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Tracy hails Newgarden’s integration, title push with Team Penske

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WATKINS GLEN, N.Y. – Like in his driving career, Paul Tracy isn’t afraid to give the verbal “chrome horn” during his NBCSN Verizon IndyCar Series commentary if it’s needed. Watkins Glen, after all, was the site of Tracy’s famous one-liner last year that if Marco Andretti didn’t have a ride at Andretti Autosport, “his only other option was Uber.”

But he’s not afraid to bestow praise when it’s deserved, either.

Tracy’s tenure with Team Penske in the 1990s was a case of being a promising, talented young driver making his way against the establishment – in his case Al Unser Jr. and Emerson Fittipaldi as teammates – and not being afraid to rough it up if needed.

1 Mar 1996: Paul Tracy of Canada waits to go out on the track in his Penske PC25 Mercedes-Benz IC108C during practice for the IndyCar Miami Grand Prix at the Metro-Dade Homestead Motorsports Complex in Homestead, Florida. Mandatory Credit: Pascal Rondea

Enter Josef Newgarden, who with his pass for the win last Saturday night at Gateway Motorsports Park on teammate Simon Pagenaud, may well enter Penske lore as a series champion following his most decisive pass for the lead yet in IndyCar, against an established teammate.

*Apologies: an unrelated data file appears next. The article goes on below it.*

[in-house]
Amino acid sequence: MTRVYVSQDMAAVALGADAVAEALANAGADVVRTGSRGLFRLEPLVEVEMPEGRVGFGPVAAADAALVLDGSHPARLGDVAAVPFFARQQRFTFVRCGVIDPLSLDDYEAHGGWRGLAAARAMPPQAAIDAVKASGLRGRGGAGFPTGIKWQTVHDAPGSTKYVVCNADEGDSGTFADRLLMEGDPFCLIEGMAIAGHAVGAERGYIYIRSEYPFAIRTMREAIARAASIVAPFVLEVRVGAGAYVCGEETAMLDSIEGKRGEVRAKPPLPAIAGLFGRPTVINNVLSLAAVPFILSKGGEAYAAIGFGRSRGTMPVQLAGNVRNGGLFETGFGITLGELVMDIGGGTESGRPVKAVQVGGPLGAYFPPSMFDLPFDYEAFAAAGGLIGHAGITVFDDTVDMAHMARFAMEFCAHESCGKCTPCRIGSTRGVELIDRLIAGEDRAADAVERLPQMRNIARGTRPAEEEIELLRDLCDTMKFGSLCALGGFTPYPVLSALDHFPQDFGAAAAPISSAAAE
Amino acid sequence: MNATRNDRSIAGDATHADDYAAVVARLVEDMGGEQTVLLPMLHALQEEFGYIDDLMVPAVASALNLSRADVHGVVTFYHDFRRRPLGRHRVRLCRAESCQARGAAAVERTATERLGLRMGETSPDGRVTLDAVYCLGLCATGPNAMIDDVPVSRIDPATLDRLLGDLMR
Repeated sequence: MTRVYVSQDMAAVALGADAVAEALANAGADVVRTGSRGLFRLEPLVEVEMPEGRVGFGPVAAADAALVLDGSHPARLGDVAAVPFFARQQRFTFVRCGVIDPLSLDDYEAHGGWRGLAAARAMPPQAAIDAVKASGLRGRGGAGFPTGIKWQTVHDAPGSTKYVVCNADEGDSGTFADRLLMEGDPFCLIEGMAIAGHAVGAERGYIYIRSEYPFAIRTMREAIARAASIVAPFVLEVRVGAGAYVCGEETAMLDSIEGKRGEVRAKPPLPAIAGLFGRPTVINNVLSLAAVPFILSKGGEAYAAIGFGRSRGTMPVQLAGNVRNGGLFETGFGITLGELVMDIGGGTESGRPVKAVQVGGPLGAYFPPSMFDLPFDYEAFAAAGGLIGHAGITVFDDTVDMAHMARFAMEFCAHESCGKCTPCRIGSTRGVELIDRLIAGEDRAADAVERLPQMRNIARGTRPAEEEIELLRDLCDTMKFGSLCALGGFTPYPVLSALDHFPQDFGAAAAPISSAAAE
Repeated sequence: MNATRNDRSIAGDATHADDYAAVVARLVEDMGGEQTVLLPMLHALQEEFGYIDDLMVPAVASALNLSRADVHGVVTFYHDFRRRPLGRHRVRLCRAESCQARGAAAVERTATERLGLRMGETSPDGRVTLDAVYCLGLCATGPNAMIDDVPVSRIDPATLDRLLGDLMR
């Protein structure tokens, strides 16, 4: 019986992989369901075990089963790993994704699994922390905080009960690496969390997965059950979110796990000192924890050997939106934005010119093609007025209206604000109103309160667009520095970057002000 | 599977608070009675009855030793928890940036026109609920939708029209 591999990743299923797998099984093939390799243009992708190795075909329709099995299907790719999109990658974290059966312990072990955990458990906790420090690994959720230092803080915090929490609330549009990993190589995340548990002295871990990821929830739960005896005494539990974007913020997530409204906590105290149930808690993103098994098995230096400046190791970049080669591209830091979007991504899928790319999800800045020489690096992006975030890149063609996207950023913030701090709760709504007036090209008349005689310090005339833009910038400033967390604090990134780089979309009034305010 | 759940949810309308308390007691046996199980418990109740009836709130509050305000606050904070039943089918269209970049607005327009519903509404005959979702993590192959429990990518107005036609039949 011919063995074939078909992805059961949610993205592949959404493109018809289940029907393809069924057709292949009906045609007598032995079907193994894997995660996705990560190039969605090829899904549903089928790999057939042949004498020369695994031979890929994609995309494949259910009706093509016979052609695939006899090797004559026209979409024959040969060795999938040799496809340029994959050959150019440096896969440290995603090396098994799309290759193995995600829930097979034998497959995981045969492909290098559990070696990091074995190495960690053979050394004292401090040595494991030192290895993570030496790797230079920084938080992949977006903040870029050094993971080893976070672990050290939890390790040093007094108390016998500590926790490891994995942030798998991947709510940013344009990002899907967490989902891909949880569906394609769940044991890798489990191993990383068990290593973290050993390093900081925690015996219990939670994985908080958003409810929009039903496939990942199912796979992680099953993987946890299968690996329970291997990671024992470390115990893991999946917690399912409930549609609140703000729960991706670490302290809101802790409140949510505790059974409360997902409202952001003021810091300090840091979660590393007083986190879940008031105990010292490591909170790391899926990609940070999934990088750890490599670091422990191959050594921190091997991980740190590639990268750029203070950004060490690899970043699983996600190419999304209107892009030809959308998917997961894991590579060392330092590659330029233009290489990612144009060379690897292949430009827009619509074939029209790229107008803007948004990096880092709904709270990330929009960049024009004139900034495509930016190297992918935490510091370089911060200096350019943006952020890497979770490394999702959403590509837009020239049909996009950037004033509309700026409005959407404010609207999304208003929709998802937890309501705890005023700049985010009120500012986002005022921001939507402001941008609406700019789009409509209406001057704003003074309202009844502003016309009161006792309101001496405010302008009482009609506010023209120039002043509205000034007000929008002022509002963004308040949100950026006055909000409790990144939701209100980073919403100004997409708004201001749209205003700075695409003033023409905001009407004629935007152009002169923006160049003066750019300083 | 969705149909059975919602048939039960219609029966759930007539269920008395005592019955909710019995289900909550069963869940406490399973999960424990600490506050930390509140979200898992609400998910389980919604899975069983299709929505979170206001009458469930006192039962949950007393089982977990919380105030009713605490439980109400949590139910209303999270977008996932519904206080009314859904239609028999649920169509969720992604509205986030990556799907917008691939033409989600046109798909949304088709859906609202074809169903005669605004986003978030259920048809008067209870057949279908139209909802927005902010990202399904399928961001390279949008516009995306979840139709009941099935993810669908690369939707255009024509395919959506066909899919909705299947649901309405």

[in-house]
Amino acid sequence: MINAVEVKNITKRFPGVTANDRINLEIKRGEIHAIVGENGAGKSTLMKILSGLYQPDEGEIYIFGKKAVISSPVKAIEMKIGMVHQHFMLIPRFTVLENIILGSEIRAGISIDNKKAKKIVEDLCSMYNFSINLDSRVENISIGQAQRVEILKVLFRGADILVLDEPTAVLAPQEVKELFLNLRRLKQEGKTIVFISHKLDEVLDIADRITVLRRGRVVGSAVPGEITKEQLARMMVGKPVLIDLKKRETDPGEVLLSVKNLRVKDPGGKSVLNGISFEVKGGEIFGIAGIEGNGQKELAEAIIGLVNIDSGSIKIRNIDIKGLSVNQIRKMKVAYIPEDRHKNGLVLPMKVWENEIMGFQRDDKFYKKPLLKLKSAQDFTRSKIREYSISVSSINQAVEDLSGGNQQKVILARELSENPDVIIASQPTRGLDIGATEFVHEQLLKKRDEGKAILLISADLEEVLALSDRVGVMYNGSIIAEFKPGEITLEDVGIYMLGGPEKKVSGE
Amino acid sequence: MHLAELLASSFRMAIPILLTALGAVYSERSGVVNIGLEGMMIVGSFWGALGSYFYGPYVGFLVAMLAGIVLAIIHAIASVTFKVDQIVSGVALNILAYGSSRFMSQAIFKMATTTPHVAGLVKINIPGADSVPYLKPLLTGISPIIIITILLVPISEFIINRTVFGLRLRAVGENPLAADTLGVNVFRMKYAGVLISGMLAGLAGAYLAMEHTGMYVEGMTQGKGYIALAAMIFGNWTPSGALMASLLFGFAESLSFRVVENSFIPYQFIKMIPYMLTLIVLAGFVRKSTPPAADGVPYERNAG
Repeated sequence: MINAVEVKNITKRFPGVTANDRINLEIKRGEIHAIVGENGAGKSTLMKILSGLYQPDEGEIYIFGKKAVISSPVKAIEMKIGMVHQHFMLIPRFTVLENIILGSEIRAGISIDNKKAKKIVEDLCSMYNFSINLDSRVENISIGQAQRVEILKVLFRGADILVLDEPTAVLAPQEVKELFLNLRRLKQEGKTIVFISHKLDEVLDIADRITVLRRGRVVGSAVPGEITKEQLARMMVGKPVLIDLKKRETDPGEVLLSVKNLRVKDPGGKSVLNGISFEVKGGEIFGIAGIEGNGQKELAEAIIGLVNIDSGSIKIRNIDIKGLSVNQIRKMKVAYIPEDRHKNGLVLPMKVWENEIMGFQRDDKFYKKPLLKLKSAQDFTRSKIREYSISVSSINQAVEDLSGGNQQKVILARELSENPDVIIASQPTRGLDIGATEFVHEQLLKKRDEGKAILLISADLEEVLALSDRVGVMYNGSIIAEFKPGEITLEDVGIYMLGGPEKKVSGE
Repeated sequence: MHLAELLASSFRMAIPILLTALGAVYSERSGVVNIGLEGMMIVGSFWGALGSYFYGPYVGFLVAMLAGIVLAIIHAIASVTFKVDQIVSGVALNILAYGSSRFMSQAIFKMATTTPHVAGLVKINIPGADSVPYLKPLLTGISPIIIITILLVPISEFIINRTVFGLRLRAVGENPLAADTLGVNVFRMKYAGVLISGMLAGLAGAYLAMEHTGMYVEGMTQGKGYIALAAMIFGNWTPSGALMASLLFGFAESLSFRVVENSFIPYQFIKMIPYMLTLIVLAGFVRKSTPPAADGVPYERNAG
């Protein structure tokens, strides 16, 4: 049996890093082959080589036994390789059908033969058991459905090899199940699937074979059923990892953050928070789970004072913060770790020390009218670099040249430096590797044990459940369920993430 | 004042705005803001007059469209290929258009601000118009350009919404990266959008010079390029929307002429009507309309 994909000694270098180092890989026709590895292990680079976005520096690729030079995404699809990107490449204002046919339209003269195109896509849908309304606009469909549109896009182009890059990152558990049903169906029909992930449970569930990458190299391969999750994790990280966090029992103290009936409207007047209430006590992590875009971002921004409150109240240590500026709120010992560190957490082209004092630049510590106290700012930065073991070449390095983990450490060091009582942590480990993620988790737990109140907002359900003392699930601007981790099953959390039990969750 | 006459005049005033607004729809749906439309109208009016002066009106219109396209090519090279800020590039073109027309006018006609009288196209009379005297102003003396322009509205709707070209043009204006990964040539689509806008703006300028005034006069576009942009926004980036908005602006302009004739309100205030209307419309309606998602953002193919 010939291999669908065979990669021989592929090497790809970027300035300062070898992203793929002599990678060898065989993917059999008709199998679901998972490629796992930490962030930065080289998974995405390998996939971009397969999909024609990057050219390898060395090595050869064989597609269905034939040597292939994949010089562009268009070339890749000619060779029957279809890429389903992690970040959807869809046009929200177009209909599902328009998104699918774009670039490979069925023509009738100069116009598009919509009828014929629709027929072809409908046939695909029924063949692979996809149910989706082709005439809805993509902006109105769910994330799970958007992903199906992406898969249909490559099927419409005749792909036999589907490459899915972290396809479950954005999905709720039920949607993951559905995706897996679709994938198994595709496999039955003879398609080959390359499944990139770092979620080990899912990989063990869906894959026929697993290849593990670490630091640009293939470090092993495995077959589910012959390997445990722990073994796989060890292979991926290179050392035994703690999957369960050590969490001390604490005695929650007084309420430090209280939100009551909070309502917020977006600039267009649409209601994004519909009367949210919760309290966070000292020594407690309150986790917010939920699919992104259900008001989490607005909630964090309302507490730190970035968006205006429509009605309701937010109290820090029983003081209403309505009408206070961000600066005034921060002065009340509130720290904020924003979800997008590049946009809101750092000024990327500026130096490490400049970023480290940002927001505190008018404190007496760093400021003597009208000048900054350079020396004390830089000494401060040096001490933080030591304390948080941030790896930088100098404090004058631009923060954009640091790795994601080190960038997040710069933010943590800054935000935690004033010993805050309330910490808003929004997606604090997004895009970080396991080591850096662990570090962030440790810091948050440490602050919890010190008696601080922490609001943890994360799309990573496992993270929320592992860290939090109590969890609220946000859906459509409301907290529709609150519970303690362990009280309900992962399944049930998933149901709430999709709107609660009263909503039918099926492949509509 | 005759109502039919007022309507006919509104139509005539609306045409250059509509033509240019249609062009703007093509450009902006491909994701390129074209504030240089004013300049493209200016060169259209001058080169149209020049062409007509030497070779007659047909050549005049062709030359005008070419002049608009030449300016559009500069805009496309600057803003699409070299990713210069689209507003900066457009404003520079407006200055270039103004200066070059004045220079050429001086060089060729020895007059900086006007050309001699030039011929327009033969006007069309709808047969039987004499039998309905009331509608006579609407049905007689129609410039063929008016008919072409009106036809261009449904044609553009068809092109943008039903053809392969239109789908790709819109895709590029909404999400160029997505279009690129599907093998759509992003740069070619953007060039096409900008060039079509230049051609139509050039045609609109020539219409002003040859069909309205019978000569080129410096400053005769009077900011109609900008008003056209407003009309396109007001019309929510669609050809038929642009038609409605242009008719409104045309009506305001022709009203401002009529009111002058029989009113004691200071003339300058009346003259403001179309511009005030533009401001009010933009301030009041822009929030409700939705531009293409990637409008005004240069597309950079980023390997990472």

The Gateway pass, occurring at more than 180 mph into Turn 1 of an oval, stands out even more than his pass on Will Power for the lead at the Mid-Ohio Sports Car Course, which Tracy’s fellow NBCSN analyst Townsend Bell called “legendary” on that broadcast.

“For sure it was a risky pass that Newgarden took. But the door was open, and it was barely enough to get through, and Newgarden said, ‘Okay, the door is cracked open just enough for me to get through, I’ll kick it open the rest of the way,’ and I don’t think Pagenaud liked that very well,” Tracy told reporters on a conference call previewing this weekend’s NBCSN motorsports tripleheader from Monza (7 a.m. ET), Watkins Glen (1 p.m. ET) and Darlington (6 p.m. ET).

“He felt he had the move covered. He was frustrated after the race, and frankly he kind of gave the race away. He could have closed the door down a little bit more, but he left it just enough open for Newgarden to come through.”

Tracy said Newgarden, now in his sixth season in the championship, has fulfilled the potential evident in his early years – and he knew he had his eye on him from as early as his rookie season, when a passing attempt for the lead on Dario Franchitti went awry at Long Beach in 2012.